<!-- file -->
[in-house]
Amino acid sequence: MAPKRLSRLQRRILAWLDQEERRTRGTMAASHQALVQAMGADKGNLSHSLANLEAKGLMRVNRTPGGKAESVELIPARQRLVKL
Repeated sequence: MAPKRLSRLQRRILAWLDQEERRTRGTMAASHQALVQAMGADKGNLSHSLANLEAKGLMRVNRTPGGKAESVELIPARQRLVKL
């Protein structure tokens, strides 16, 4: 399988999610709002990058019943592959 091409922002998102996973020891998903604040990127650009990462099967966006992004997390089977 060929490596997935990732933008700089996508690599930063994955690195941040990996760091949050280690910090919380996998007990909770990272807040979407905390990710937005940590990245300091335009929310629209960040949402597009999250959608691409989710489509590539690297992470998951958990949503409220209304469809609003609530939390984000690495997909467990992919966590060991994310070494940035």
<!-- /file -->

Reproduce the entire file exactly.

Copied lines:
[in-house]
Amino acid sequence: MAPKRLSRLQRRILAWLDQEERRTRGTMAASHQALVQAMGADKGNLSHSLANLEAKGLMRVNRTPGGKAESVELIPARQRLVKL
Repeated sequence: MAPKRLSRLQRRILAWLDQEERRTRGTMAASHQALVQAMGADKGNLSHSLANLEAKGLMRVNRTPGGKAESVELIPARQRLVKL
């Protein structure tokens, strides 16, 4: 399988999610709002990058019943592959 091409922002998102996973020891998903604040990127650009990462099967966006992004997390089977 060929490596997935990732933008700089996508690599930063994955690195941040990996760091949050280690910090919380996998007990909770990272807040979407905390990710937005940590990245300091335009929310629209960040949402597009999250959608691409989710489509590539690297992470998951958990949503409220209304469809609003609530939390984000690495997909467990992919966590060991994310070494940035």